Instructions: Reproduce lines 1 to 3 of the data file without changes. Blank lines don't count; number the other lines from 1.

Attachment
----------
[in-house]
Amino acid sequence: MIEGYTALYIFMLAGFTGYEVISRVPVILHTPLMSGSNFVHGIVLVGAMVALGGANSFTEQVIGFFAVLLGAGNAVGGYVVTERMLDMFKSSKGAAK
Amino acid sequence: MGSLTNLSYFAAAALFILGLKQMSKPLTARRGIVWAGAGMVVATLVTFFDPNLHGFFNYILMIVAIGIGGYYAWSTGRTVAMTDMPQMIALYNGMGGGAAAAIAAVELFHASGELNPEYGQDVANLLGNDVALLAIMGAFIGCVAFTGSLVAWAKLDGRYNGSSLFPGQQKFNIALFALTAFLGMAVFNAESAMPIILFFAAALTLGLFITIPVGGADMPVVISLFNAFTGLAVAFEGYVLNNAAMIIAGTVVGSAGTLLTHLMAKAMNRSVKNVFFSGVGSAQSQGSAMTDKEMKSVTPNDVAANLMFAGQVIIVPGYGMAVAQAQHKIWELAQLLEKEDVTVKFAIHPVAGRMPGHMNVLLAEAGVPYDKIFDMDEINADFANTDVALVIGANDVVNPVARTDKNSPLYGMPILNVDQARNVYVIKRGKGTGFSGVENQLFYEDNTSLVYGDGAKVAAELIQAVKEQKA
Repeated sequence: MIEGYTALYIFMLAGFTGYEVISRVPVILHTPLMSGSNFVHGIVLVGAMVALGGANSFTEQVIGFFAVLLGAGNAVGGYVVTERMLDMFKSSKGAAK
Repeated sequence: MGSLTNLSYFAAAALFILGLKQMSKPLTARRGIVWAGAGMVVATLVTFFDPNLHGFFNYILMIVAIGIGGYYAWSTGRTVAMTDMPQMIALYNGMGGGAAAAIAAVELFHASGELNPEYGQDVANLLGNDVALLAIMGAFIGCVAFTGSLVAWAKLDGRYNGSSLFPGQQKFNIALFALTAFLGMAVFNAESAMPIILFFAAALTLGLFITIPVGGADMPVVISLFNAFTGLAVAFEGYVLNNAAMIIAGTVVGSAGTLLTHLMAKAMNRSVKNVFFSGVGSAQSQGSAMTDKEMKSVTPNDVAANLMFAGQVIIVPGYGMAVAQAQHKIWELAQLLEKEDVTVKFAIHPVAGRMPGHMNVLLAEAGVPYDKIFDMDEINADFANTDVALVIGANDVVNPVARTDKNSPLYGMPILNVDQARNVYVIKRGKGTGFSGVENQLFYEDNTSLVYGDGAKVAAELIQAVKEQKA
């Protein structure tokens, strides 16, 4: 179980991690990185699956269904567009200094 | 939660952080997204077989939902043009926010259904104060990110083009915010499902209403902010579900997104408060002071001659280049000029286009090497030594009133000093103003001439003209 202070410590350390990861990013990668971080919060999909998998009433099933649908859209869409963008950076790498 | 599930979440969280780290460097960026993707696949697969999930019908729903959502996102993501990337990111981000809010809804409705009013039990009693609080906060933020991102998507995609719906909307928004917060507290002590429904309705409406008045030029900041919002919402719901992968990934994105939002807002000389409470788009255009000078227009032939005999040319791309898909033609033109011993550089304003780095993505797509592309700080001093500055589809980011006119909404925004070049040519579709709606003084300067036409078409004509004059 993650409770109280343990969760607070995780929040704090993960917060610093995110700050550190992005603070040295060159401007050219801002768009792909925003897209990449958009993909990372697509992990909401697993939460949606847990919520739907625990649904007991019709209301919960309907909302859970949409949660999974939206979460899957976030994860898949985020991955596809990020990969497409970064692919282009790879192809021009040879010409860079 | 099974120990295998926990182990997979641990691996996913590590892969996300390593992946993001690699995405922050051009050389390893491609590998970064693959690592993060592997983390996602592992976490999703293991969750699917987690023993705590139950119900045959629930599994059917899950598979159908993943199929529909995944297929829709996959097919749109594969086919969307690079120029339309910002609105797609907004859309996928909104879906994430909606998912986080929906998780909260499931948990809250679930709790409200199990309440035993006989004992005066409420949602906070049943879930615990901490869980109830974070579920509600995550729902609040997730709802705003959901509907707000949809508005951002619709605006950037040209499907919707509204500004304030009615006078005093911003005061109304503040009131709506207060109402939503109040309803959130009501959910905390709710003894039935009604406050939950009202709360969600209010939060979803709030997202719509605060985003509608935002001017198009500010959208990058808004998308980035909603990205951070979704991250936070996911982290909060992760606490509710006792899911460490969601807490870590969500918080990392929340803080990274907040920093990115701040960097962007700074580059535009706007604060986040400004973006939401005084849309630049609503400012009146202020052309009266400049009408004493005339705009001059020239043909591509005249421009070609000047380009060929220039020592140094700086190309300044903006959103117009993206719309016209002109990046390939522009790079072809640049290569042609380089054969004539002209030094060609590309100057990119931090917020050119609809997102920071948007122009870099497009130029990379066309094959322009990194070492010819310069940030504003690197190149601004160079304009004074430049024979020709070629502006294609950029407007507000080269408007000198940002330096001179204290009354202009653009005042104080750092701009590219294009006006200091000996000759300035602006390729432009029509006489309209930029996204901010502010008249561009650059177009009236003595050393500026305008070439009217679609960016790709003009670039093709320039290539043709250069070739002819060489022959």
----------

[in-house]
Amino acid sequence: MIEGYTALYIFMLAGFTGYEVISRVPVILHTPLMSGSNFVHGIVLVGAMVALGGANSFTEQVIGFFAVLLGAGNAVGGYVVTERMLDMFKSSKGAAK
Amino acid sequence: MGSLTNLSYFAAAALFILGLKQMSKPLTARRGIVWAGAGMVVATLVTFFDPNLHGFFNYILMIVAIGIGGYYAWSTGRTVAMTDMPQMIALYNGMGGGAAAAIAAVELFHASGELNPEYGQDVANLLGNDVALLAIMGAFIGCVAFTGSLVAWAKLDGRYNGSSLFPGQQKFNIALFALTAFLGMAVFNAESAMPIILFFAAALTLGLFITIPVGGADMPVVISLFNAFTGLAVAFEGYVLNNAAMIIAGTVVGSAGTLLTHLMAKAMNRSVKNVFFSGVGSAQSQGSAMTDKEMKSVTPNDVAANLMFAGQVIIVPGYGMAVAQAQHKIWELAQLLEKEDVTVKFAIHPVAGRMPGHMNVLLAEAGVPYDKIFDMDEINADFANTDVALVIGANDVVNPVARTDKNSPLYGMPILNVDQARNVYVIKRGKGTGFSGVENQLFYEDNTSLVYGDGAKVAAELIQAVKEQKA